Regional Activity


The Midwest economy remained relatively strong in 2001, although employment was flat in the 12-month period ending in June. Nonagricultural employment grew by only 12,000 jobs in the region, the smallest annual gain since the early 1990s. Minnesota’s robust construction industry recorded a 4-percent gain in employment during the past 12 months, helping to offset job losses in manufacturing. Nonresidential construction in Ohio will likely remain strong in 2001, boosted by new office and retail development in Columbus, several new sports stadiums for the Cincinnati Bengals and Reds teams, and new educational and medical facilities in Cleveland. Detroit Metropolitan Airport’s $1.6 billion expansion is stimulating $125 million of commercial construction in suburban Wayne County, while General Motors’ $500 million headquarters renovation of the Renaissance Center is helping to revitalize the downtown area. The unemployment rate in the region was 4.4 percent in June 2001, up from 3.8 percent a year earlier.

Existing home sales in the region remained strong in the first half of 2001, equal to volume for the same period in 2000. First-quarter 2001 sales stood at an annual rate of 993,000 homes. Preliminary information for the second quarter shows that sales activity remained strong in the region’s major markets.

Minneapolis-St.Paul’s market for existing homes continues to benefit from the area’s healthy economy, with sales activity up 7 percent in the first 6 months of 2001. Strong demand and a shortage of listings combined to produce a record median sales price of $165,300, up 12 percent from the first 6 months of 2000.

The Chicago Association of REALTORS® reported that 2001 will likely be another good year for existing sales in the metropolitan area, with 49,000 homes sold through June. That is identical to the number sold in the first 6 months of 2000. The Ohio Association of REALTORS® also reported that existing sales activity in the State held steady at 53,400 existing homes sold through June 2001. In Detroit-Ann Arbor, sales activity through June was down 4 percent from the high levels of 2000, but the median sales price increased 8 percent to $158,000.

Homebuilding activity in the Midwest remained strong through the second quarter. Building permits were issued for 101,000 single-family homes in the first 6 months of 2001, compared with 100,800 homes in the first 6 months of 2000. Indianapolis builders are optimistic about new home construction in 2001 due to strong sales activity throughout the metropolitan area. Builders took out permits for 7,900 single-family units, up 23 percent from last year. Chicago’s healthy economy and strong demand for new homes continued to fuel the area’s new sales market. In the first 6 months of 2001, sales contracts were up 20 percent from a year earlier. In the city of Chicago, one builder described activity as “terrific,” with new homes selling as fast as they are completed. The city continued its strong commitment to affordable housing in 2001, with the allocation of $134 million through March compared with $41 million in the first 3 months of 2000. In the Minneapolis-St. Paul area, new home construction slowed in the first 6 months of 2001, although activity is still high. The Builders Association of the Twin Cities reported permits were issued for 8,000 new homes through June, compared with 9,000 homes in the first 6 months of 2000. Builders remain upbeat about residential construction in 2001 owing to brisk sales of new homes priced below $250,000.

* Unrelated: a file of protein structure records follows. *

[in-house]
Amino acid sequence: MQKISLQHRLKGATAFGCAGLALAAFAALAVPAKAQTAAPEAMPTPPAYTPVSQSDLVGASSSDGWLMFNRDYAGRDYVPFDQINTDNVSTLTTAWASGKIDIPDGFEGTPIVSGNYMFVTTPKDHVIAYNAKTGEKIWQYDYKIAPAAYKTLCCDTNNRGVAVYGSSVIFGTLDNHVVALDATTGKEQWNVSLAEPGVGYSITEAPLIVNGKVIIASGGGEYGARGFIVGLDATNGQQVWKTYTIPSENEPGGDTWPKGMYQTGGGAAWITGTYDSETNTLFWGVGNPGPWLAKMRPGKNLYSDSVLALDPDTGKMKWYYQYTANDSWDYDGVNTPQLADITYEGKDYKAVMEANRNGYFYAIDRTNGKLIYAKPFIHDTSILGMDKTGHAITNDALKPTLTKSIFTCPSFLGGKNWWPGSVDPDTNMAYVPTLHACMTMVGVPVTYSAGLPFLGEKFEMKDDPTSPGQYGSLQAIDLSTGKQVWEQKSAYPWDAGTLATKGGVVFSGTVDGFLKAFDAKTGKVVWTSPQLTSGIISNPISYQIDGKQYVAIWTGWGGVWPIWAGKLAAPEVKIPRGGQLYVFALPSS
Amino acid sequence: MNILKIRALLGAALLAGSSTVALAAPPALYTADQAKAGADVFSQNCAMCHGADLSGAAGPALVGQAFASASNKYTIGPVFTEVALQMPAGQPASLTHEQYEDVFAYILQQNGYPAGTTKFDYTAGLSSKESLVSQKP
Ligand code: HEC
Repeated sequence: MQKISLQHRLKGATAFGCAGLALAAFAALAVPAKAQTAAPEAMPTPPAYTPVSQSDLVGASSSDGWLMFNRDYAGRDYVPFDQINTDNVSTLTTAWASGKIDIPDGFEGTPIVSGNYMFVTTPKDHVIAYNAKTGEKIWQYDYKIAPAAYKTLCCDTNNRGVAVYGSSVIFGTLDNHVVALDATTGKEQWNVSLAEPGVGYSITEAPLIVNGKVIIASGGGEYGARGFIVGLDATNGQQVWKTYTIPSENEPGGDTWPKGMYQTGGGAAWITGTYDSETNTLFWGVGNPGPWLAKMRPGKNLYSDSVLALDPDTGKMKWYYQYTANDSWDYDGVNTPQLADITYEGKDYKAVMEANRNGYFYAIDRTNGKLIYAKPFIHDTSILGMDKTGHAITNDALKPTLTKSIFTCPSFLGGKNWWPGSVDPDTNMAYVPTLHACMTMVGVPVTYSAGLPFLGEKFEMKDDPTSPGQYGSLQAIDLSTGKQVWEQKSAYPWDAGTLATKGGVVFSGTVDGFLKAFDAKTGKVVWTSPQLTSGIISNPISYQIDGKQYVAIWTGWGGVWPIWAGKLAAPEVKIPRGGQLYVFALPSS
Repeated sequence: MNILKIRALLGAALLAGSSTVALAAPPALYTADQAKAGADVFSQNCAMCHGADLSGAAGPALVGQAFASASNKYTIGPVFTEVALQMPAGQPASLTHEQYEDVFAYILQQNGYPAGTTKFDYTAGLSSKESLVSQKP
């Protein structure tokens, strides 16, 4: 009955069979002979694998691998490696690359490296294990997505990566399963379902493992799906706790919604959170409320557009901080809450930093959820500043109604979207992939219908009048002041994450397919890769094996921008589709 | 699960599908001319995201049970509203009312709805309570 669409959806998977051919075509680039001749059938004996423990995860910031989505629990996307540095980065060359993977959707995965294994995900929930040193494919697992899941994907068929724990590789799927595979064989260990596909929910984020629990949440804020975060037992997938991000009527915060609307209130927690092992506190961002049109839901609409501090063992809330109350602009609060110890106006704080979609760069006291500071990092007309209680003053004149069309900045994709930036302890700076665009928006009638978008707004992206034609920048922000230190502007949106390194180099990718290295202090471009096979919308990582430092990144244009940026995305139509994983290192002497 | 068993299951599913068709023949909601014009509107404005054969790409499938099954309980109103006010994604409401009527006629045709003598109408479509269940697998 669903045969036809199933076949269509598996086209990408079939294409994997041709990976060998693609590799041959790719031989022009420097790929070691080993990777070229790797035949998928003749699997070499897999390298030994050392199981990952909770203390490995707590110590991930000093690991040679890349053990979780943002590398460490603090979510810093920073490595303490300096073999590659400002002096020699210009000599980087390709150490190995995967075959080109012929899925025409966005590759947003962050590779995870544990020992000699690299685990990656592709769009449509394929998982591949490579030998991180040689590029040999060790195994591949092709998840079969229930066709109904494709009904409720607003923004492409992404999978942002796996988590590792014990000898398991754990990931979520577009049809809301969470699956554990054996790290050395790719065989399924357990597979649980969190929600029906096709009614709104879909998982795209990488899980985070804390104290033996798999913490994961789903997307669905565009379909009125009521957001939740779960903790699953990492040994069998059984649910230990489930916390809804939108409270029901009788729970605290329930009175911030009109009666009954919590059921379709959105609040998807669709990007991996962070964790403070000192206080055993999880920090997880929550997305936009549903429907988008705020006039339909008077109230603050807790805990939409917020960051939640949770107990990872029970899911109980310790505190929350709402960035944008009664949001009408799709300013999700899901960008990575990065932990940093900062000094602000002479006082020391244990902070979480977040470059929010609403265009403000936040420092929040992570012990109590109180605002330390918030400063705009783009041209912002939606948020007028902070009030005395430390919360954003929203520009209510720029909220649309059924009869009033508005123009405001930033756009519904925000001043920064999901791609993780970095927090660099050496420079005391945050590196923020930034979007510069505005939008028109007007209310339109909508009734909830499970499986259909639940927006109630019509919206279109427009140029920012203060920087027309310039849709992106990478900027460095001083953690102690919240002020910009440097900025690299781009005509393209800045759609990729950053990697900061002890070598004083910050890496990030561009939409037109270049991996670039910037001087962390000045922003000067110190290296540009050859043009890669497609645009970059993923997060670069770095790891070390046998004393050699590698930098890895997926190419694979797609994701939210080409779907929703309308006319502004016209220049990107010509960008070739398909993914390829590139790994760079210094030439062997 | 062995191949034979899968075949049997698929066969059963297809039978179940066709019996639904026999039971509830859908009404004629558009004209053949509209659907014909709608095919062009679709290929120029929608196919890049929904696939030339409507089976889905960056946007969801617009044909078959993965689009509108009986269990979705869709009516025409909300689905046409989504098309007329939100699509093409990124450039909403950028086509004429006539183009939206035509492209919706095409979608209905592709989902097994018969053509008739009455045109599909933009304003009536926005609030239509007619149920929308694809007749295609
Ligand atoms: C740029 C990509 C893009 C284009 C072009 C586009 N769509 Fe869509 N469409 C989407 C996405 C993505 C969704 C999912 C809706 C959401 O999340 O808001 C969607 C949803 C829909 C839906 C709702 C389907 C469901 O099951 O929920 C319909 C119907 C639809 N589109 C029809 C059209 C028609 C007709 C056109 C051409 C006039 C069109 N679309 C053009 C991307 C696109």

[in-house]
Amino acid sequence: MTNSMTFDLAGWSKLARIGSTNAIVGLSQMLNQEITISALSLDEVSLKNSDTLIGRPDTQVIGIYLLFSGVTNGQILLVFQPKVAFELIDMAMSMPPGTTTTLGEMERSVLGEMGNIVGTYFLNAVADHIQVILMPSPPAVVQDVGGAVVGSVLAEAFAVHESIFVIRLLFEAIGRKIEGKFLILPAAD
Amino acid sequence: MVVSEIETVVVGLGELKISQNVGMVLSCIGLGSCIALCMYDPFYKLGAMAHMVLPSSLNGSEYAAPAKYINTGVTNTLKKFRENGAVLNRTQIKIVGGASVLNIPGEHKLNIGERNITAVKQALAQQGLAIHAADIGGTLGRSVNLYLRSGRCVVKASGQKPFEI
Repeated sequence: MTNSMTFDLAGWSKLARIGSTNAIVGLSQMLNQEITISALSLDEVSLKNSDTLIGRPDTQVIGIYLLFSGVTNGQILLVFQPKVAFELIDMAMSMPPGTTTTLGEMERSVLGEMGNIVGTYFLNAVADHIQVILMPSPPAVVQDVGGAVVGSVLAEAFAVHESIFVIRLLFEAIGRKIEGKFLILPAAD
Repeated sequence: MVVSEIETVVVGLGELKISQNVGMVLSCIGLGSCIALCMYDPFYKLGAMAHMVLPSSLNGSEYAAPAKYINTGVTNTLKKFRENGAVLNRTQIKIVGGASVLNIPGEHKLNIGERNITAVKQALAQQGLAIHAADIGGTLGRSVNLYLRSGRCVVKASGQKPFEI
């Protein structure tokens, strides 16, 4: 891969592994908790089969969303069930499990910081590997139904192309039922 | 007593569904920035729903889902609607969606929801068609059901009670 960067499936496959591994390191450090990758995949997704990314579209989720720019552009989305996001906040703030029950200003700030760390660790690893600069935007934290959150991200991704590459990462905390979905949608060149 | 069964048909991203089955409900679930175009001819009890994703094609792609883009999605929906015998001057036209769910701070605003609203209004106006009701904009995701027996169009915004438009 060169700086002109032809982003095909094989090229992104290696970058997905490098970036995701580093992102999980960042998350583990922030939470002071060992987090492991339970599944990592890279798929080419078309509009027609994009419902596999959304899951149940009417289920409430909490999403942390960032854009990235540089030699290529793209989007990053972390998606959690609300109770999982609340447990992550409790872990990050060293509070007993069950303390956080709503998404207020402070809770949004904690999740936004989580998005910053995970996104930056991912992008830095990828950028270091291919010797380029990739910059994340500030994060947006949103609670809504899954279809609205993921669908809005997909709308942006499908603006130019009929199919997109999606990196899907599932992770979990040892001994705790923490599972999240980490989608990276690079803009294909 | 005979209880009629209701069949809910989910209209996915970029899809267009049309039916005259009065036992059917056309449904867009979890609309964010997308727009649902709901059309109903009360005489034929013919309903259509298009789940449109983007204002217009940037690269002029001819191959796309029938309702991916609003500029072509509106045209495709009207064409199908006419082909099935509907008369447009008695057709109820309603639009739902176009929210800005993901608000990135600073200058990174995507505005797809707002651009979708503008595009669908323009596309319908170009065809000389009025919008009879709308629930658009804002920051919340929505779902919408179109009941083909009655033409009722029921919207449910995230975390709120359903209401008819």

Rental markets remain in good condition throughout the Midwest, with occupancy in the 92- to 97-percent range as of the second quarter of 2001. Multifamily building permit activity dropped 5 percent to 26,600 units in the first 6 months of the year. Activity declined in all of the region’s States except Ohio, where activity was unchanged from 2000. In the Chicago area, multifamily construction continued to show strength. Permits rose 8 percent to 5,890 units through June. Demand for new and existing apartments is expected to remain strong across the metropolitan area, keeping overall vacancies in the 4- to 5-percent range.

The greater Detroit-Ann Arbor rental market is balanced to tight. Terzo & Bologna’s 2001 Detroit Apartment Market Report also showed vacancies in the metropolitan area holding steady in the 3- to 5-percent range, while rents are increasing 5 to 6 percent annually. Multifamily building permit activity in the Detroit-Ann Arbor area rose 28 percent in the first 6 months of 2001, to 2,205 units.